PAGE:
WordPress is a very famous and diverse blogging platform. Its community spans from web developers to amateur bloggers. Making changes in WordPress through PHP code (specially themes) is a common practice but bloggers with no coding experience usually don’t know how to use PHP in WordPress.
They find it hard to even copy and paste PHP code from WordPress tutorials. It is perfectly alright to make mistakes to eventually learn something useful and this article is for them.
There are times when you want to make changes in WordPress theme source files like header.php, footer.php, functions.php etc. You read a tutorial on internet, copy and paste the code in your WordPress theme PHP file and DARN! The code is not working. Worst, it can break your WordPress site.
We got a lot of queries from our readers on why the PHP code in the tutorial is not working or the the code is spitting our errors? We will try to address these and similar issues right here in this guide.
Any changes you have done to theme files could be lost forever next time the theme will get updated.Woopoo's Caution
To keep your theme changes intact, always use a child theme. For more details, see our article how to create a child theme in WordPress
Back to our topic now. There are two common reasons why the PHP code is not working in WordPress:
- You didn’t copy the code correctly.
- You insert the PHP code in the wrong place.
Now let’s see five common mistakes which we can avoid while copying PHP code from WordPress tutorial websites. It will give you a good basic understanding why your PHP code is not working and how to fix it.
1. Code without PHP tags
Sometimes, a tutorial author asks you to write a code in a new PHP file and save it on your web server or themes directory. He is assuming that you already know that any PHP code should be under PHP tags.
- example: The example code below written in a PHP file will not work. All the PHP files should have an opening and corresponding ending PHP tags <?php and ?>
- Quick fix: Simply add the start and end PHP tags to the code and it will work like a charm.
2. Wrong placement of PHP code
Another common mistake is putting the PHP code in the wrong place. See an example below. This PHP code for functions.php will generate an error in WordPress because it has mistakenly entered in the wrong place.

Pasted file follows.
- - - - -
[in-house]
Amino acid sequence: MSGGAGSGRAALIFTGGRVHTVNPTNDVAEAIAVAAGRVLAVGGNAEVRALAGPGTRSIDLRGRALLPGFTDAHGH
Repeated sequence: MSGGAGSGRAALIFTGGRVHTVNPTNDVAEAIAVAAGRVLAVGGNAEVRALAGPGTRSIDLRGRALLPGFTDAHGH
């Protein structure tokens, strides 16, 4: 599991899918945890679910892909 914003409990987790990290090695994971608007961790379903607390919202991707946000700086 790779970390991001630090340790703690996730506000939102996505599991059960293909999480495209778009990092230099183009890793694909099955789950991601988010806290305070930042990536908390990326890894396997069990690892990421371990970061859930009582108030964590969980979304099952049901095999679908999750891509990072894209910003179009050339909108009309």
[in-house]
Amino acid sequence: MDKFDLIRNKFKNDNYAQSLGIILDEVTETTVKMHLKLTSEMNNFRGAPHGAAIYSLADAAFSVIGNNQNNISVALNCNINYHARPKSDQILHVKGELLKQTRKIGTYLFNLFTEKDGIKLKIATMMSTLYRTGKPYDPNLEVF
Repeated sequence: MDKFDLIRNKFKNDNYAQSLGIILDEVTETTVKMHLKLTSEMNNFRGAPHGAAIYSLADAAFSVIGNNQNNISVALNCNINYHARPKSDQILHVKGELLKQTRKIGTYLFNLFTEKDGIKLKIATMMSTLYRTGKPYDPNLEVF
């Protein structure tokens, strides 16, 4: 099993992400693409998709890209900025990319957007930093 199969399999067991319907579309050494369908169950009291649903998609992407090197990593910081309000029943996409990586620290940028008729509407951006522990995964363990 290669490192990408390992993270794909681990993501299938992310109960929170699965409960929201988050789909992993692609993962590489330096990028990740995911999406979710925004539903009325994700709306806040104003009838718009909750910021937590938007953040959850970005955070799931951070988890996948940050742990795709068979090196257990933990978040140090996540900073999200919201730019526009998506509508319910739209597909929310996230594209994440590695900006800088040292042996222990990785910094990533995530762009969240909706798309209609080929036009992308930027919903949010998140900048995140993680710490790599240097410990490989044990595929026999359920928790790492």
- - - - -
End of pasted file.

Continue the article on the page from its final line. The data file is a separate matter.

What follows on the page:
- example: Two opening PHP tags can’t be placed one after another as in the image below.
- Quick fix: Add a corresponding closing tag for the first opening PHP tag. Similarly delete the additional closing tag at the end.
3. Code without closing PHP tag
It is also a common mistake not to copy the code properly. Let’s say while doing a tutorial to make changes in your WordPress theme, you accidentally missed to copy the closing PHP tag. Running the code will throw an error.
- example: You can see from the image below the example PHP code started fine but mistakenly the closing tag has been missed.
- Quick fix: Always double check the code you have copied. Sometimes even WordPress tutorial authors make such mistakes.
4. A function within a function
PHP code works by calling functions. Functions hold the working code which are the building blocks of WordPress coding structure. A false function can break your WordPress site to stop working.
You can’t place a function within another function definition. A function definition starts and ends with curly brackets.
- example: The image below shows an example of a function placed by mistake inside another function definition.
- Quick fix: Undo the function you have copied and see where the function definition is ending with the curly closing bracket. Paste your code after the closing bracket.
There is difference between function definition and function call. A function call doesn’t need curly brackets.Woopoo's Tip
5. A function without closing bracket
Same like PHP tag, function definition should end with a closing curly bracket. Failed to do so or forgot to add a curly bracket at the end of the function will generate error.
- example: The function below is not correct as the function is missing the closing curly bracket.
- Quick fix: Always check the corresponding closing bracket has been added. Also make sure you are not copying the function inside another function.
All above scenarios are showing dummy examples with very less code. In reality WordPress PHP files hold hundreds of lines and a beginner can get confused very easily. Only functions.php file in Twenty Seventeen WordPress theme holds more than 500 lines of code.
We hope this article will definitely adds value to your WordPress beginner’s coding experience and you will be able to avoid common PHP mistakes in WordPress.